The discipline of penetration testing is a surprisingly diverse, impactful and potent part of the contemporary cyber security industry. It is also not privileged with the same amount of mainstream understanding as some of its counterparts.
If you are newcomer to penetration testing, a lot of the ins and outs of this type of service may be a mystery. To rectify this, here are just a few of the key things you need to know.
It’s Known As Ethical Hacking
Penetration testers are often referred to casually as ethical hackers, which is a term that encapsulates what they do quite succinctly. The important aspect to note is that while they will use the same tactics as cybercriminals, this will be done with the express permission of the client in order to identify vulnerabilities before they are exploited by a malicious third party.
Fidus InfoSec’s penetration testing page goes into much more detail about the different strands of the process, so check it out if you want to get a fuller picture of what’s involved.
It’s Not Just Digital
While a lot of the work done by penetration testers does focus on digital systems, there are other elements which can be used to check up on the resilience of protective measures deployed on-site.
For example, if a business has sensitive data stored on local systems or hardware, it is sensible to see whether an outsider could stroll in, steal something and walk out unhindered. Such incidents are surprisingly common, with thousands of laptops stolen each day and many firms left in the lurch as a result.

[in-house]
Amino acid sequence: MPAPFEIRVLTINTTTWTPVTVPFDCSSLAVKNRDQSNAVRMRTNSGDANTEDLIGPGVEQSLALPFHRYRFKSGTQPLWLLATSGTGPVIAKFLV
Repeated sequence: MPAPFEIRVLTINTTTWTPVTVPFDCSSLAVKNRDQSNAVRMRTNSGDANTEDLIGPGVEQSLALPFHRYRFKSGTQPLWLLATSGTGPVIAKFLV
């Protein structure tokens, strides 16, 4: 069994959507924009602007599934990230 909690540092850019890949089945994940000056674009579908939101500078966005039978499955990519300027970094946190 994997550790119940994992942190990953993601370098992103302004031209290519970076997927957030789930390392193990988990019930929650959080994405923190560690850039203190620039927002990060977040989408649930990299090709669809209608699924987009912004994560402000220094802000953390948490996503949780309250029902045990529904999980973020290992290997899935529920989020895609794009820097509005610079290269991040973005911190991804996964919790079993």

Testing can also determine whether a stolen device will be straightforward to compromise, or whether it has enough security measures in place to withstand attempts to crack it. In a world where almost two thirds of businesses let employees use personal devices for professional purposes, this can be incredibly valuable.
While it may sound like something that only multinational corporations can afford to harness, in reality the penetration testing process is surprisingly flexible and can be scaled to suit the size of the business that requires it.
A single specialist can put smaller IT infrastructures and policies through their paces to root out issues and help suggest security improvements. This makes it cost-effective and attractive as an option for smaller firms as well as much larger organisations.
There is little argument that the scope of the cybercrime threat facing modern businesses is large and growing by the year. This makes penetration testing a necessity, not just a luxury.
Another advantage it can deliver is the assessment of whether a firm meets regulatory requirements governing security. This includes things like the Payment Card Industry Data Security Standard, the General Data Protection Regulation and any other relevant legislation which may apply.
In short, penetration testing gives peace of mind not just to commercial operations, but also to their customers and clients, improving reputations and increasing trust.